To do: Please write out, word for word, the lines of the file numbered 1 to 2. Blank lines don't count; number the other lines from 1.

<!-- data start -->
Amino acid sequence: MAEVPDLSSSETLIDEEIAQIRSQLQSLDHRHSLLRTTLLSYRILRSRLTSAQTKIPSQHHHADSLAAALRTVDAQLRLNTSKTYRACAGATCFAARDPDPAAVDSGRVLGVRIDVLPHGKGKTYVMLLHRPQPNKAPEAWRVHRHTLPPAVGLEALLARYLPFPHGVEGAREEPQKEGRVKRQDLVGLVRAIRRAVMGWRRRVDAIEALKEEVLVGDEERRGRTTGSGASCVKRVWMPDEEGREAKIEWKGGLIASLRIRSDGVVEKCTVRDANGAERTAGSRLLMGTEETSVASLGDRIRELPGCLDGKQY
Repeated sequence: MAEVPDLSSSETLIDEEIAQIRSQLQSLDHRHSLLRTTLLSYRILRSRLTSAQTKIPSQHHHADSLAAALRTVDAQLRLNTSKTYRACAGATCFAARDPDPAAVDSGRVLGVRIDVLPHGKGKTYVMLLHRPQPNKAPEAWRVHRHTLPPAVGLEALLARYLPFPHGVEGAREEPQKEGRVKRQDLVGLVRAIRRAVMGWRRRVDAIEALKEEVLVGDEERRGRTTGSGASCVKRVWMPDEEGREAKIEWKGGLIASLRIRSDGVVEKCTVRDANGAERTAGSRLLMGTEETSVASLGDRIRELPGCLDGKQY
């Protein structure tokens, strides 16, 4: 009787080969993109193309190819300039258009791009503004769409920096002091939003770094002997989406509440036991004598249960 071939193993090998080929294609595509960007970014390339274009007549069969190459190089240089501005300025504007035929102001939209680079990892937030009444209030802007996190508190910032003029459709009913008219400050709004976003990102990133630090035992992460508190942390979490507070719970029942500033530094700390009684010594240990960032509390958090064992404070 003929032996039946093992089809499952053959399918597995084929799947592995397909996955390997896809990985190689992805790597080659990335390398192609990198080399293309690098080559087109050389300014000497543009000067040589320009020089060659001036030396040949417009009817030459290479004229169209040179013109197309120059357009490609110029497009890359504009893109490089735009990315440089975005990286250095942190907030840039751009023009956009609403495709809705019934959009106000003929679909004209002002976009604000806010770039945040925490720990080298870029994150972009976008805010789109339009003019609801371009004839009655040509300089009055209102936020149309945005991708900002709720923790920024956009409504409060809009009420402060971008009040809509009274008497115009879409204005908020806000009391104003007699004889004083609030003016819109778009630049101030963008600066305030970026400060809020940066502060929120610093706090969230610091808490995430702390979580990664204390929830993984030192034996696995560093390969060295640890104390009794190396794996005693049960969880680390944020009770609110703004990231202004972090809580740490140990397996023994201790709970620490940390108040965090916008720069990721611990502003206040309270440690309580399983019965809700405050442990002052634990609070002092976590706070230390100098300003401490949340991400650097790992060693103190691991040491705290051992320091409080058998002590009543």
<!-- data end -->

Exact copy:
Amino acid sequence: MAEVPDLSSSETLIDEEIAQIRSQLQSLDHRHSLLRTTLLSYRILRSRLTSAQTKIPSQHHHADSLAAALRTVDAQLRLNTSKTYRACAGATCFAARDPDPAAVDSGRVLGVRIDVLPHGKGKTYVMLLHRPQPNKAPEAWRVHRHTLPPAVGLEALLARYLPFPHGVEGAREEPQKEGRVKRQDLVGLVRAIRRAVMGWRRRVDAIEALKEEVLVGDEERRGRTTGSGASCVKRVWMPDEEGREAKIEWKGGLIASLRIRSDGVVEKCTVRDANGAERTAGSRLLMGTEETSVASLGDRIRELPGCLDGKQY
Repeated sequence: MAEVPDLSSSETLIDEEIAQIRSQLQSLDHRHSLLRTTLLSYRILRSRLTSAQTKIPSQHHHADSLAAALRTVDAQLRLNTSKTYRACAGATCFAARDPDPAAVDSGRVLGVRIDVLPHGKGKTYVMLLHRPQPNKAPEAWRVHRHTLPPAVGLEALLARYLPFPHGVEGAREEPQKEGRVKRQDLVGLVRAIRRAVMGWRRRVDAIEALKEEVLVGDEERRGRTTGSGASCVKRVWMPDEEGREAKIEWKGGLIASLRIRSDGVVEKCTVRDANGAERTAGSRLLMGTEETSVASLGDRIRELPGCLDGKQY